How secure?

Experts wary of EcoSecurities' entry into Indian market

By Ritu Gupta
Published: Saturday 15 April 2006

-- EcoSecurities, a uk -based company dealing with carbon credit projects, recently announced its plans to assist Indian project developers enter the market of clean development mechanism (cdm), a tool for the developing countries to meet their Kyoto Protocol targets. It plans to assist in areas of assessment, documentation, approval processes and monitoring, while verifying and either acquiring or transacting greenhouse gas emission reductions created by the projects. "A significant portion of us $100 million raised in 2005 by us will be invested in origination, implementation and commercialisation of carbon projects in India," said Pedro Moura Costa, the company's president.

Through cdm, developing countries can benefit from sale of carbon emission reduction (cer) units -- units bought by developed countries to meet their carbon emission reduction targets under the Kyoto Protocol. "We will engage with Indian firms for creation of carbon credits with no upfront costs, until the carbon credit is realised. We will invest in sugar, paper and pulp, nitrate-based fertilisers, cement, renewable energy, and in the bio-fuel sectors," Costa added.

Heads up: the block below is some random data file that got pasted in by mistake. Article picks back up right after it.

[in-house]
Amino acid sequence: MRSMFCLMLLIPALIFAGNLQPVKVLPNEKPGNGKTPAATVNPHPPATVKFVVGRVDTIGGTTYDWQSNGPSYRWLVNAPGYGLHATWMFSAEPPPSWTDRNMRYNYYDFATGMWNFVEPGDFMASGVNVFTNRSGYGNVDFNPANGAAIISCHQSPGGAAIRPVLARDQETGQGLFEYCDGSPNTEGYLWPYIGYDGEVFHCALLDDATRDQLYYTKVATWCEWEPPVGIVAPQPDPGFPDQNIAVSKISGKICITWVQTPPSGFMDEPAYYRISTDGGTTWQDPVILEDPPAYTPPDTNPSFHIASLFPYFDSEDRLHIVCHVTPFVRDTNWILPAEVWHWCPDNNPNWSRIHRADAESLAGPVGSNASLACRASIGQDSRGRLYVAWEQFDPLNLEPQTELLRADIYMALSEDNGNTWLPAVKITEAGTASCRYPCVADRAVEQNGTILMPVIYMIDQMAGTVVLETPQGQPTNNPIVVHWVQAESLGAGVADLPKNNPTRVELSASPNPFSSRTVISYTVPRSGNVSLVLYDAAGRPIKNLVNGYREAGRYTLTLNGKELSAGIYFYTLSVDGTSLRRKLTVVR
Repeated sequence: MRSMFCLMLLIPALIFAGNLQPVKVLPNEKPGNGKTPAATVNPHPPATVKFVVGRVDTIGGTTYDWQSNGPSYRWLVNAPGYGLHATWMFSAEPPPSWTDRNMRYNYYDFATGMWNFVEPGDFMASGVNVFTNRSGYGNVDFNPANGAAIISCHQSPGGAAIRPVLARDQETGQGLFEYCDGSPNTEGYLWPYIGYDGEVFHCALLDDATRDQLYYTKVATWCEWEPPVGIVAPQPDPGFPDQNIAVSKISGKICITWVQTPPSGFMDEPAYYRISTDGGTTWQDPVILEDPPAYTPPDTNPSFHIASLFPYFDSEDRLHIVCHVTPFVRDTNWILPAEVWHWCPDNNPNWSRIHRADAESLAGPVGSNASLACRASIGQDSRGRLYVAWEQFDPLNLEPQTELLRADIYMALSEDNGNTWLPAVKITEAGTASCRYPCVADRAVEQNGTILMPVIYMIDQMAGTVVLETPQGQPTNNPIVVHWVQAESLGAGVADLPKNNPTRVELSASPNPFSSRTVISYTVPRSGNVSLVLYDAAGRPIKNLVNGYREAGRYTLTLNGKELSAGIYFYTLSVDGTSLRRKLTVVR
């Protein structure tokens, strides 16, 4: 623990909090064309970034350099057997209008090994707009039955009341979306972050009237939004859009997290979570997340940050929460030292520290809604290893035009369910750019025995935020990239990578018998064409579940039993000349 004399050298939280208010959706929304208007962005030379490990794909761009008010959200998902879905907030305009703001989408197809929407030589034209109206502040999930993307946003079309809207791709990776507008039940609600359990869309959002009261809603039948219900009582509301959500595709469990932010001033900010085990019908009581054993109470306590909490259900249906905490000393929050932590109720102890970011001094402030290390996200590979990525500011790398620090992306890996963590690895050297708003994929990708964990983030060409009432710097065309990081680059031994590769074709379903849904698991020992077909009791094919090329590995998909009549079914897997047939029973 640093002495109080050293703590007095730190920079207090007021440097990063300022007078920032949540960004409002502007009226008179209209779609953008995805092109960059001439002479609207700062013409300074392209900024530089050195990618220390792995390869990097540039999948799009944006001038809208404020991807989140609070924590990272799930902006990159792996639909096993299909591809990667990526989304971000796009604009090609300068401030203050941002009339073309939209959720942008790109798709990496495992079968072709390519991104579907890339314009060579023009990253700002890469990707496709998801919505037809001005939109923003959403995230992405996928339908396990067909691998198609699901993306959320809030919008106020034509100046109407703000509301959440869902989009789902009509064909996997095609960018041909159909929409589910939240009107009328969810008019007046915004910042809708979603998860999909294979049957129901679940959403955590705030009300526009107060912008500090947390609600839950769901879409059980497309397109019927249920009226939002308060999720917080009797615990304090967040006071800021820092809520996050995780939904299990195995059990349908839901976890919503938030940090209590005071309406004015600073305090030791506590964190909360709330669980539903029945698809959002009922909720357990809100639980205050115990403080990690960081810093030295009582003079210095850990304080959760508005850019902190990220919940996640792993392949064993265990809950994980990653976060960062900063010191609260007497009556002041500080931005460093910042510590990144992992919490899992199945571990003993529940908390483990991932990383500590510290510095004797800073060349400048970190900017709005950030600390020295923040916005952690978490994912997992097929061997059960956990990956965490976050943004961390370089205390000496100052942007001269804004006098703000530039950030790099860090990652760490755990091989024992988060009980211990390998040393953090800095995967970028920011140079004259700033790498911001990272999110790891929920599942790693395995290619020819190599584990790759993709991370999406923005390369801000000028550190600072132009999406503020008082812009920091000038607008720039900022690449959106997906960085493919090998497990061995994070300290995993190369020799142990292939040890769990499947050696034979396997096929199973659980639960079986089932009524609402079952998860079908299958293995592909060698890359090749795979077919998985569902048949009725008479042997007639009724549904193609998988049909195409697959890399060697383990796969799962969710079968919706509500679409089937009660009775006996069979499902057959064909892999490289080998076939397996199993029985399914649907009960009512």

Experts however, are wary of EcoSecurities's entry. "It is a commercial player, with a model to provide a one-stop shop for cdm developers. The price it pays for the cer s will be very low. EcoSecurities is unlikely to offer better prices than those already offered on the market (e.g. by government buyers). But its entry could have a positive impact on some small-scale projects that have not been able to find domestic financing," says Axel Michaelowa of the Programme International Climate Policy, Hamburg Institute of International Economics, Germany.

According to Michael K. Dorsey of Dartmouth College, usa, "As an early mover into the Indian market, EcoSecurities is well positioned to determine nature of other market makers. The firm will play a crucial role in setting norms, quite possibly to some degree commissions as well as other hallmarks of participation for carbon market players." Dorsey is also apprehensive that projects that undermine environmental quality, threaten public health or compromise other key aspects of sustainable development, generate credits in the EcoSecurities market.

Patrick Burgi of Myclimate, Zurich, differs. According to him, "The fact that EcoSecurities is expanding activities in India is a sign that the cdm market is becoming more mature. Big companies now feel confident to invest in this market, which is good for cdm. " He maintains a neutral stand saying EcoSecurities is not any better or worse than other project developers in the market. They are just service providers and will focus on projects which have the greater cost benefit ratio. The way cdm is shaped, it doesn't foster community-based project development. This is related to cdm guidelines and procedures, which are complicated, time-consuming and cost-intensive. By expanding their Indian activities, EcoSecurities will employ more Indian consultants being able to develop cdm projects in a more efficient way. This would lower the transaction costs, which might foster smaller projects as well," says Burgi.

With the entry of this new player, it still remains to be seen what is its impact on cdm in its entirety.

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